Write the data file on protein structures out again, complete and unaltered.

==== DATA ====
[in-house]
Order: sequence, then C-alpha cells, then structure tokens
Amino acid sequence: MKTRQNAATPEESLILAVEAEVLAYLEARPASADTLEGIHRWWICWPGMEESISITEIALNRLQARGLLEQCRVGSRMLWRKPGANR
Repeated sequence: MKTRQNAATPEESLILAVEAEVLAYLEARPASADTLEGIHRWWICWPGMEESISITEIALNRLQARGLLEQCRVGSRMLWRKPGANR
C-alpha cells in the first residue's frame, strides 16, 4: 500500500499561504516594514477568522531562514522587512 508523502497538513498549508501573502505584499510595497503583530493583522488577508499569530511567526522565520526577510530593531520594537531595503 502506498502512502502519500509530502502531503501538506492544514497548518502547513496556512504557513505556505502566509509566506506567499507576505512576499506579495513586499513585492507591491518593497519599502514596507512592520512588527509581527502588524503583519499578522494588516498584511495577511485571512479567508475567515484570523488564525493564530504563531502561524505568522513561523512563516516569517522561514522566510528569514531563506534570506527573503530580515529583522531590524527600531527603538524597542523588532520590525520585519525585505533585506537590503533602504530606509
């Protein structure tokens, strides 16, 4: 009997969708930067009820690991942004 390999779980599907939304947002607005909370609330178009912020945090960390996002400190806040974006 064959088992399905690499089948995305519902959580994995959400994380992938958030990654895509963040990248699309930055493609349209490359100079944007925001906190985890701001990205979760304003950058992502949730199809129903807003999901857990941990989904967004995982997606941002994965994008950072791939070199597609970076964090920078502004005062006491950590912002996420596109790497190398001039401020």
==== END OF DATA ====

[in-house]
Order: sequence, then C-alpha cells, then structure tokens
Amino acid sequence: MKTRQNAATPEESLILAVEAEVLAYLEARPASADTLEGIHRWWICWPGMEESISITEIALNRLQARGLLEQCRVGSRMLWRKPGANR
Repeated sequence: MKTRQNAATPEESLILAVEAEVLAYLEARPASADTLEGIHRWWICWPGMEESISITEIALNRLQARGLLEQCRVGSRMLWRKPGANR
C-alpha cells in the first residue's frame, strides 16, 4: 500500500499561504516594514477568522531562514522587512 508523502497538513498549508501573502505584499510595497503583530493583522488577508499569530511567526522565520526577510530593531520594537531595503 502506498502512502502519500509530502502531503501538506492544514497548518502547513496556512504557513505556505502566509509566506506567499507576505512576499506579495513586499513585492507591491518593497519599502514596507512592520512588527509581527502588524503583519499578522494588516498584511495577511485571512479567508475567515484570523488564525493564530504563531502561524505568522513561523512563516516569517522561514522566510528569514531563506534570506527573503530580515529583522531590524527600531527603538524597542523588532520590525520585519525585505533585506537590503533602504530606509
């Protein structure tokens, strides 16, 4: 009997969708930067009820690991942004 390999779980599907939304947002607005909370609330178009912020945090960390996002400190806040974006 064959088992399905690499089948995305519902959580994995959400994380992938958030990654895509963040990248699309930055493609349209490359100079944007925001906190985890701001990205979760304003950058992502949730199809129903807003999901857990941990989904967004995982997606941002994965994008950072791939070199597609970076964090920078502004005062006491950590912002996420596109790497190398001039401020």